Hill seemed to suggest that a distinction could be drawn between the language used to express political ideas and those ideas themselves, that only by penetrating through the religious verbiage in, for example, Winstanley’s many tracts, could one fully appreciate the political core of his argument. Had Winstanley written 50 years later than he did, Hill famously argued, he would not have needed to use biblical idiom and religious jargon but could have employed the language of ‘rational deism’. Such thinking is now rightly seen as both flawed and passé, which is why the recent publication of Winstanley’s complete writings (that is, including the first five tracts in full) (1) is so significant (and there’s also an exciting new scholarly book in the pipeline arguing for a much more ‘positive’ approach to the theological language and concepts contained in Leveller writings). Perhaps what I would have liked Scott Spurlock to have considered a little more in his review is the connection I make in my final chapter between Christian belief and an active commitment to social, economic and political change: it was there among groups like the Digger and Levellers, and continues to manifest itself today, and to highlight this was one of the reasons I went into print.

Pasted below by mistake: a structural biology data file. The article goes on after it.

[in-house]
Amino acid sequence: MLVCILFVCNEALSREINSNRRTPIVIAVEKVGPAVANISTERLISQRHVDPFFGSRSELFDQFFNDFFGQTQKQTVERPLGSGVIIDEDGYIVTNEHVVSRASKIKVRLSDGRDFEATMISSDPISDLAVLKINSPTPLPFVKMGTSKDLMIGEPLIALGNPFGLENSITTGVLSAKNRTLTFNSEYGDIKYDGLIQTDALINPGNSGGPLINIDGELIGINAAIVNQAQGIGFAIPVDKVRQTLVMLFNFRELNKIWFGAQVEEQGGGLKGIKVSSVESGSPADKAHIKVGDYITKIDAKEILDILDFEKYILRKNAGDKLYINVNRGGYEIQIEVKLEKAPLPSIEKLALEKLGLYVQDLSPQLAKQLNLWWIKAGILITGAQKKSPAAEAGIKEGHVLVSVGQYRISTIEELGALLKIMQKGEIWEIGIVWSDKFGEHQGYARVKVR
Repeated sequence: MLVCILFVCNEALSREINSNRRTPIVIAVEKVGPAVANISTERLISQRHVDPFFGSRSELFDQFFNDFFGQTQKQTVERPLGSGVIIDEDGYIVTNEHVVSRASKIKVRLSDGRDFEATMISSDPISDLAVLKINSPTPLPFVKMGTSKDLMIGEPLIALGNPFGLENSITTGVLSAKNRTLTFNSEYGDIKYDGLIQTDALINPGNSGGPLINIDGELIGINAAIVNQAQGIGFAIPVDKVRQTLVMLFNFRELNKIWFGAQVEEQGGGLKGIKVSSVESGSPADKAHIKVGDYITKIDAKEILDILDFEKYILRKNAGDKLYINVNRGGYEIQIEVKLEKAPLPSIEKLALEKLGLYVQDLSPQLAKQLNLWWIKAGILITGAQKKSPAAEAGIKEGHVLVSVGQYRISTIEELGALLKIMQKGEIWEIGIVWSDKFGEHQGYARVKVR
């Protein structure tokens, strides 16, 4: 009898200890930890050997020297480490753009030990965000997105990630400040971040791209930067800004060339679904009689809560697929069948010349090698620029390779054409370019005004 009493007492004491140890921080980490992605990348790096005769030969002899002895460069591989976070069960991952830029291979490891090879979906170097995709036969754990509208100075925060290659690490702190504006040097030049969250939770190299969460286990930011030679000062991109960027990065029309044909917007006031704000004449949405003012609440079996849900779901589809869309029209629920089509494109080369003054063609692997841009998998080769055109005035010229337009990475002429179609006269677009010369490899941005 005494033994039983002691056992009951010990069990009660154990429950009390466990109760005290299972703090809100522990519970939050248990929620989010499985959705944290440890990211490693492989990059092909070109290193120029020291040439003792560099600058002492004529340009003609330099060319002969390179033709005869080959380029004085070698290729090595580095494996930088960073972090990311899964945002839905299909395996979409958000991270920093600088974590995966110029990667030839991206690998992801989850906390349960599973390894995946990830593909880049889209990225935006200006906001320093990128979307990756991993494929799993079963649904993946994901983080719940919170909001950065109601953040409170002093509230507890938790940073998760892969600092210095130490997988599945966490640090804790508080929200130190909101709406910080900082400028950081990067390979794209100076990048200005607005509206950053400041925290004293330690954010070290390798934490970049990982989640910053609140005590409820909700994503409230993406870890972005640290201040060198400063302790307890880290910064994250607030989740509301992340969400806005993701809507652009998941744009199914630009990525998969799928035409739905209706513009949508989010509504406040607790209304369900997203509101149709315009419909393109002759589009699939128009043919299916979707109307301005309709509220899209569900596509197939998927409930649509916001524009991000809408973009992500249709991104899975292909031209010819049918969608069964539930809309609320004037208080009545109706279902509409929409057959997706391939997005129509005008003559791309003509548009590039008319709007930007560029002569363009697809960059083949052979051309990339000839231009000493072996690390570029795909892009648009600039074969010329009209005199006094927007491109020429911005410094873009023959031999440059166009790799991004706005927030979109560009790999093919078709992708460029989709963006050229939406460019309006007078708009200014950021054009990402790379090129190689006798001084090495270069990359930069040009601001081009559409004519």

Having said what I have about the drawbacks of Hill’s approach, I was flattered by John Morrill’s remark (in his review in The Tablet) (2) that my book was ‘very much Hill redivivus’, and by another reviewer’s suggestion that I had been a shade brave to write a book such as this in today’s academic climate. So, to the extent that I sought to put down a marker for taking the ‘radicals’ seriously, in the face of persistent requests by revisionist historians that they ‘lie down to help us see the seventeenth century more clearly’, then I unapologetically (and with all due humility) place myself alongside Hill. (And perhaps here I can offer an apology for the insult to his own work implicit in the claim on the back cover that my book is ‘the first genuinely concise and accessible’ study of its topic. Classic publishers’ hyperbole, but grossly (and ridiculously) unfair to The World Turned Upside Down!)